Recently I had the privilege of being a counselor at a children’s summer camp. While I would like to write about how great a time I had and how great my kids were (and really, they were), it’d feel much more real for me to write about my internal struggles throughout that week. Let me explain:
Over the last couple of years I’ve put quite a bit of effort into getting my fundamental practices in order; things like regular exercise, meditation, and practicing gratitude through journaling. While I knew that these things were important for me to have in order, I had forgotten what life is like without them. During the week I was getting far less sleep than the ideal eight hours, I was meditating for three minutes at the most in the morning, eating food I probably would not eat at home. Although I was walking around a camp site for most of the day, I wouldn’t call that exercise. I told myself that I could put up with this for a week, but I was pretty unaware (despite having read otherwise) that I would be unable to bring my best self for others when I was not practicing the things that enrich my state of being. The irony was that, being at a summer camp for younger students, I had to be more playful, forgiving, and helpful than ever, but I was barely using any of my practices that help me be that way.

In short, I felt that I reverted to everything I was before I put any of my practices into place. At this camp I went to I often found myself thinking “man, I’m nowhere near as chipper as everyone else, I must look pretty jaded”. Through a conversation I was having with another counselor after the week was over, I realized what limiting beliefs were still floating to the surface: mainly my hangups with my physical appearance, my disconnection with other people, and probably at the base of it, my sense of self-worth as a whole. Although I’ve been aware of these doubts for years now, I thought I was done with them. In my mind I had completely “graduated” from this stage of personal growth that I wouldn’t have to revisit again. Having had some time to reflect on this, I came up with a few ideas and lessons I could pull from this experience:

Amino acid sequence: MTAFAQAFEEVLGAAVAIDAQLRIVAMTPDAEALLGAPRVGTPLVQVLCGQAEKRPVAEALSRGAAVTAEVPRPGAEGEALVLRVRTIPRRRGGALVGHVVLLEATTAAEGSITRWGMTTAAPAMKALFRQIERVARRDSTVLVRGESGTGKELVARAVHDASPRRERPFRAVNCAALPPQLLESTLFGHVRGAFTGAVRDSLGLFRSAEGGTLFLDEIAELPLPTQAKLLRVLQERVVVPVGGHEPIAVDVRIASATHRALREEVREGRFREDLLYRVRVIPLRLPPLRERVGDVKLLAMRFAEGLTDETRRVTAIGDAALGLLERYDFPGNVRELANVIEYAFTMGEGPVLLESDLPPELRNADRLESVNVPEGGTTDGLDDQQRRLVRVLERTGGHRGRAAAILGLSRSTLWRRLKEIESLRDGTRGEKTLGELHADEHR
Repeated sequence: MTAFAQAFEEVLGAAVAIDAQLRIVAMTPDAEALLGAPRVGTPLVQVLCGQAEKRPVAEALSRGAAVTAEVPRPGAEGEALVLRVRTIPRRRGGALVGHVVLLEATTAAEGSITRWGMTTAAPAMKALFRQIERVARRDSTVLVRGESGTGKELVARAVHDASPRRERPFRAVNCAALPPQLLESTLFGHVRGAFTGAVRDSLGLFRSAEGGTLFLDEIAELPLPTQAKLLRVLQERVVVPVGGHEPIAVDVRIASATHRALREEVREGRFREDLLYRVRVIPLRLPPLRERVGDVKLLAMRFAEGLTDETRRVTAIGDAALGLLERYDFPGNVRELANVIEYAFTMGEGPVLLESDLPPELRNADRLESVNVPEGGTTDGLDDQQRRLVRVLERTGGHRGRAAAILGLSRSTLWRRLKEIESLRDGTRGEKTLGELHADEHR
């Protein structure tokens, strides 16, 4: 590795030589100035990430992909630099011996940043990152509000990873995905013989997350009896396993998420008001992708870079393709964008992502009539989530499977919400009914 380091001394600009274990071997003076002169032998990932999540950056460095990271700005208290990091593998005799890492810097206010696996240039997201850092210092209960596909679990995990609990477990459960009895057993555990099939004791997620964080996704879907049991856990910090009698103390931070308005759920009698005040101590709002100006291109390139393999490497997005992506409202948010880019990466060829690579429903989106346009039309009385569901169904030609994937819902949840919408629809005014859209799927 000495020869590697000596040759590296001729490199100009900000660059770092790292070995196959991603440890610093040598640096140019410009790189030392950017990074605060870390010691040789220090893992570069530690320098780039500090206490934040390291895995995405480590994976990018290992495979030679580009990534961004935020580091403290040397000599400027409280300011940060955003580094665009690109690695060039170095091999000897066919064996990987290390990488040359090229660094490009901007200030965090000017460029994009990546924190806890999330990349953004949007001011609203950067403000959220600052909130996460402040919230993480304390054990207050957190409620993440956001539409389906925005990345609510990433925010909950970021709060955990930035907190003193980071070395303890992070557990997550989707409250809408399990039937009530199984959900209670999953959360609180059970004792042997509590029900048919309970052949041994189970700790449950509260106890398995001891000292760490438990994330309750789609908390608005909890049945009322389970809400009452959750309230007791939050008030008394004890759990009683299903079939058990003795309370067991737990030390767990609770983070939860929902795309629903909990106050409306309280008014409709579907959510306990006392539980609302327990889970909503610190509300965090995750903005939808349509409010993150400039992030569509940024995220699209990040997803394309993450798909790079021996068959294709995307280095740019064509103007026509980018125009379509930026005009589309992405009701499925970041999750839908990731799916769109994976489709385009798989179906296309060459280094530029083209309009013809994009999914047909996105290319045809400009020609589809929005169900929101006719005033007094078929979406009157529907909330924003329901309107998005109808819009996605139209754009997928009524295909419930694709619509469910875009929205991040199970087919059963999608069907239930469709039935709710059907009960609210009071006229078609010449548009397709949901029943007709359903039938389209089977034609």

1. Have your fundamental practices in place.

As I mentioned before, without these (whatever they might be for you), you won’t be feeling your greatest. I will say, though, that just because you’re meditating, exercising, eating well or whatever doesn’t meant that you’ll never encounter any self-doubt and criticism. However, doing these things makes it much easier to let go of those thoughts, and move on.

2. Let someone help you.

Being the type of person that gets deep into whatever self-help content I come across, I have a tendency to isolate myself from other people thinking that I can solve everything on my own. What I’m still learning is that letting someone help you, even when you might appear to be a really weak person, can give you a lot of insight that you might not have known before. As much as we try to carry ourselves as if we have it all together, there’s a lot to be learned from letting our guards down to let someone help. At the very least, hearing yourself vocalize any harmful thoughts and beliefs can help you realize how strange, silly, and straight-up wrong they might be.

3. You’ll never get “there,” but you can still celebrate how far you’ve come.

Here’s a concept that I think is beautifully articulated by George Leonard in his book Mastery:

“Ultimately, the master and the master’s path are one. And if the traveler is fortunate—that is, if the path is complex and profound enough—the destination is two miles farther away for every mile he or she travels.”

Most of the time what I’m really trying to get at (probably on a subconscious level) from reading personal development books is reaching a perfect way of being. That is, I want to just read or listen my way into being a person that doesn’t have to deal with self-criticism and doubt anymore. So why bring up the abstract concept of “Mastery” into this discussion? What Leonard here is saying is that you’ll never be that kind of person, and that for every step we take, reaching that goal is going to be two steps further than before. The message here isn’t “life sucks and then you die,” it’s that if you’re going to keep running into challenges on the way to the destination, you might as well fall in love with the process. There really is a sense of relief in understanding that you will never be perfect, too. Although we all know this in the back of our heads, it’s surprising how often I catch myself falling into this trap. And when it happens, it really feels like I got knocked on my ass. Now (hopefully), I’ll know that this is just part of the process the next time it happens. Not only that, but that it’s counter-intuitively a sign of growth, something to look forward to.